LeehamNews is a Seattle-based blog that offers steady, thoughtful insight into Boeing, Airbus, other commercial aircraft manufacturers, and related topics. In a 8/19/2014 Post, LeehamNews points out FAA inconsistencies in imposing airspace bans, from Ukraine to Syria to Ferguson, MO. Here is a copy:
FAA overflights: It’s big news here in the USA, likely far less so in the rest of the world: the racial unrest in the small Missouri town of Ferguson, a suburb of St. Louis, where an unarmed 18-year African-American male was shot six times by a white policeman. Police say the young man attacked a police office. Witnesses say he had his hands up to comply with the officer’s orders. A grand jury will attempt to sort out facts. In the meantime, demonstrations–some peaceful, some not, some with looting–have turned Ferguson into an armed camp of police looking like the Army, in Humvees, battle gear and automatic weapons.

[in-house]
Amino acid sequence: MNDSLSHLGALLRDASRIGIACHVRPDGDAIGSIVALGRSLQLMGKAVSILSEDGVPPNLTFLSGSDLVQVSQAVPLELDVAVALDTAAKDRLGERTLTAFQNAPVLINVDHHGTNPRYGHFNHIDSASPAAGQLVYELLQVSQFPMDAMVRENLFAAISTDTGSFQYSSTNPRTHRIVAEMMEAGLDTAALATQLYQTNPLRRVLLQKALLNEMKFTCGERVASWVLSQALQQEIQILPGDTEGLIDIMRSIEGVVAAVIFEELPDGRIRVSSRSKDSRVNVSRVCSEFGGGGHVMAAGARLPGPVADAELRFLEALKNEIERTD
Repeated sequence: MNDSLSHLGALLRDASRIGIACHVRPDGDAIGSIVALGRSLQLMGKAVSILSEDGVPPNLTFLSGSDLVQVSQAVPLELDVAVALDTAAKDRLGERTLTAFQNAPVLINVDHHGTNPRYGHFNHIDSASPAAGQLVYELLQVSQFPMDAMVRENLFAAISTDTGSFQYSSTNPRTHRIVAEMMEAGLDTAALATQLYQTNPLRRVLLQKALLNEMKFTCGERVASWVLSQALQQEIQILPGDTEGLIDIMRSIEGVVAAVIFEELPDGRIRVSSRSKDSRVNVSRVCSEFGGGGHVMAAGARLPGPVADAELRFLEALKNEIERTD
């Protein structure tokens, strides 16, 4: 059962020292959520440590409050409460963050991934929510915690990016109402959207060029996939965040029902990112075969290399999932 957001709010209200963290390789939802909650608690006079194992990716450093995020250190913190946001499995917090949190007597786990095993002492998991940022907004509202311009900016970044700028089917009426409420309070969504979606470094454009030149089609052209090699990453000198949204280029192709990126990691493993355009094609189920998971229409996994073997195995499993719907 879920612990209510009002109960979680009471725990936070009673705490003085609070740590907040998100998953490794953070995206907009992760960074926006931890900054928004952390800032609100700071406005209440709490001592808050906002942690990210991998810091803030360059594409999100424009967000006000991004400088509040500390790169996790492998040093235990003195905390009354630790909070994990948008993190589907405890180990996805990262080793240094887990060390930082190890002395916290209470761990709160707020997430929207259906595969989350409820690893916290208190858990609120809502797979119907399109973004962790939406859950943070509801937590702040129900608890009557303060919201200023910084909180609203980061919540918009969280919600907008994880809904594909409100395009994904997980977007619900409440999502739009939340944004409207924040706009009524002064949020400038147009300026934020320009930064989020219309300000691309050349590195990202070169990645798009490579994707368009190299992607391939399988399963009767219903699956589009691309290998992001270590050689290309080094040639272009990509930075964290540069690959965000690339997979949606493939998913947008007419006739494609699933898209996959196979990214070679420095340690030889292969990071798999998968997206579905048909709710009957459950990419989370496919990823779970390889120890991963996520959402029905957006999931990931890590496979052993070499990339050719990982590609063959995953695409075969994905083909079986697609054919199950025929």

The US Federal Aviation Administration quickly instituted a low-level flight ban over Ferguson.
Then yesterday, we received a call from the Voice of America asking us to comment on the FAA issuing a flight ban over Syria, a war zone, where combat has been underway for three years.
This comes, of course, after Malaysia Airlines flight MH17 was shot down over Ukraine.
Over the decades, the FAA has been criticized as being a “tombstone” agency: wait until people die before implementing a rule to save lives. While mostly hyperbole, the characterization, like most cliches, is rooted in basis of fact.
When VOA called, we were, to be frank, gobsmacked the FAA hadn’t previously banned Syrian overflights. Prior to Ukraine, can anyone think of any place on earth where there was a more dangerous combat zone where overflights might not be a good idea?
We’re loath to encourage a hack Congress to do much of anything these days, but someone ought to be asking some serious questions of the FAA.